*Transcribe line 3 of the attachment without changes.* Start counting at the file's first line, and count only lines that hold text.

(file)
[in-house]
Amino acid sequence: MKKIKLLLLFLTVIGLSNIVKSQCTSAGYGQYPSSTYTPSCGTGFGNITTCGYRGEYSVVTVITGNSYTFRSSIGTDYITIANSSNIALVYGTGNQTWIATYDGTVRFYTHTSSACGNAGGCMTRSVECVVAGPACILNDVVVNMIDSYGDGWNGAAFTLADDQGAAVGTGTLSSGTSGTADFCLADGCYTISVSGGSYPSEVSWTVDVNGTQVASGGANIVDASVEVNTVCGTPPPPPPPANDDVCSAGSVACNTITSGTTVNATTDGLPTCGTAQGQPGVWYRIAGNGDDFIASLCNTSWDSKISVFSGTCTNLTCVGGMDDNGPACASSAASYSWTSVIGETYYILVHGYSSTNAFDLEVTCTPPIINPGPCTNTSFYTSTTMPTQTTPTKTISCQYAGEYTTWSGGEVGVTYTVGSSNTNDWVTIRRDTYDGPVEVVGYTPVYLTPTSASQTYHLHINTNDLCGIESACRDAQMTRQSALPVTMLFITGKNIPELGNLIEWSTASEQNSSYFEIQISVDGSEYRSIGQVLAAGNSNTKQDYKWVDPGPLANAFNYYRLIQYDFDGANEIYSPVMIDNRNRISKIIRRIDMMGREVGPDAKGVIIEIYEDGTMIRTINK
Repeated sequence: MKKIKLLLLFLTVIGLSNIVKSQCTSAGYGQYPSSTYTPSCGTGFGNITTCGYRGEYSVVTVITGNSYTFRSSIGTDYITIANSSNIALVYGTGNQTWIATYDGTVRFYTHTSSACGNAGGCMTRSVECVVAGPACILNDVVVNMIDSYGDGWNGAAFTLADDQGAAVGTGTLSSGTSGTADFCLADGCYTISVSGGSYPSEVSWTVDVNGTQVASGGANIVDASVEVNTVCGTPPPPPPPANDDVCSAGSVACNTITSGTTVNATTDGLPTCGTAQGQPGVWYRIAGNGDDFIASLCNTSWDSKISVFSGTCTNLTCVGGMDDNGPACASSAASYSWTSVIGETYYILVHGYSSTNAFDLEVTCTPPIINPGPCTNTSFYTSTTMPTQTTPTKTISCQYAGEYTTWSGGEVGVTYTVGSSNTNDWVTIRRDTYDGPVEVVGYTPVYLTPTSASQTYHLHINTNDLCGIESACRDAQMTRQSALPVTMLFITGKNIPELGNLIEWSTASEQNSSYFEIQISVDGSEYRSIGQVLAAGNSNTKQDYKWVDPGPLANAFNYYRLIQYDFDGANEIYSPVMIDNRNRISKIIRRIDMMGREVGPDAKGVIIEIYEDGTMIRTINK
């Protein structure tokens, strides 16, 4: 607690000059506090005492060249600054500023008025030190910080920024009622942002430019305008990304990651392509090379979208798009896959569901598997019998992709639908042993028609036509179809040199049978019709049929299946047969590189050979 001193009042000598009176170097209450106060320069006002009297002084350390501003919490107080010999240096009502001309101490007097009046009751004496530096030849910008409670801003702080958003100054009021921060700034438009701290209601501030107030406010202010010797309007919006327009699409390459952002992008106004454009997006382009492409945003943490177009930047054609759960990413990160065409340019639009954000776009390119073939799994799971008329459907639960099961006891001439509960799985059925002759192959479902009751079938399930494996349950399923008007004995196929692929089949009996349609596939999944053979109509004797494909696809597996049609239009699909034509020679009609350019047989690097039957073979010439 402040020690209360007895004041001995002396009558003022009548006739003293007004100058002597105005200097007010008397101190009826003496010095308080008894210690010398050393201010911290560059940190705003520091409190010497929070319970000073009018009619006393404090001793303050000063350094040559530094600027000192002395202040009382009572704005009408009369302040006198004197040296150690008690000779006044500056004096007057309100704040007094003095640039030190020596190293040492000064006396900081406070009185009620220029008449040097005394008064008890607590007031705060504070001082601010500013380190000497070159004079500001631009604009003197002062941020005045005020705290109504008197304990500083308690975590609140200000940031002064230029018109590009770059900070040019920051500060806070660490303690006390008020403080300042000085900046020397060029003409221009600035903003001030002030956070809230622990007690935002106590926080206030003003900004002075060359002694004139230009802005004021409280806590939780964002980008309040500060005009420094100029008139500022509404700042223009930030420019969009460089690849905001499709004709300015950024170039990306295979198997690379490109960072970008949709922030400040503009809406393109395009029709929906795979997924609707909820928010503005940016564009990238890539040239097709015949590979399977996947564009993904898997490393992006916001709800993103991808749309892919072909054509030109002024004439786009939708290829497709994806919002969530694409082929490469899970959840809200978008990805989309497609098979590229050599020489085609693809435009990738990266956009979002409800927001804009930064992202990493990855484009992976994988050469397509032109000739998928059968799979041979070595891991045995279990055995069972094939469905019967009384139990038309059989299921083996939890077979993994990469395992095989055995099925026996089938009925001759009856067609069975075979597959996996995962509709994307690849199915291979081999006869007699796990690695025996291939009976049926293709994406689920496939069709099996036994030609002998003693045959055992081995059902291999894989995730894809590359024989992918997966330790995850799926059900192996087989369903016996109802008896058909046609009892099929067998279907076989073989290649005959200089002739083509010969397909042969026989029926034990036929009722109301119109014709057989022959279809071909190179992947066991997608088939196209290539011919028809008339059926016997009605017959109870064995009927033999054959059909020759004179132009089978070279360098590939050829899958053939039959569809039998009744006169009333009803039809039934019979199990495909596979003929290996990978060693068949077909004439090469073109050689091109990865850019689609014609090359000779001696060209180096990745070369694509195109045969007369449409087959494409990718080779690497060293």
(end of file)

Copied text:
Repeated sequence: MKKIKLLLLFLTVIGLSNIVKSQCTSAGYGQYPSSTYTPSCGTGFGNITTCGYRGEYSVVTVITGNSYTFRSSIGTDYITIANSSNIALVYGTGNQTWIATYDGTVRFYTHTSSACGNAGGCMTRSVECVVAGPACILNDVVVNMIDSYGDGWNGAAFTLADDQGAAVGTGTLSSGTSGTADFCLADGCYTISVSGGSYPSEVSWTVDVNGTQVASGGANIVDASVEVNTVCGTPPPPPPPANDDVCSAGSVACNTITSGTTVNATTDGLPTCGTAQGQPGVWYRIAGNGDDFIASLCNTSWDSKISVFSGTCTNLTCVGGMDDNGPACASSAASYSWTSVIGETYYILVHGYSSTNAFDLEVTCTPPIINPGPCTNTSFYTSTTMPTQTTPTKTISCQYAGEYTTWSGGEVGVTYTVGSSNTNDWVTIRRDTYDGPVEVVGYTPVYLTPTSASQTYHLHINTNDLCGIESACRDAQMTRQSALPVTMLFITGKNIPELGNLIEWSTASEQNSSYFEIQISVDGSEYRSIGQVLAAGNSNTKQDYKWVDPGPLANAFNYYRLIQYDFDGANEIYSPVMIDNRNRISKIIRRIDMMGREVGPDAKGVIIEIYEDGTMIRTINK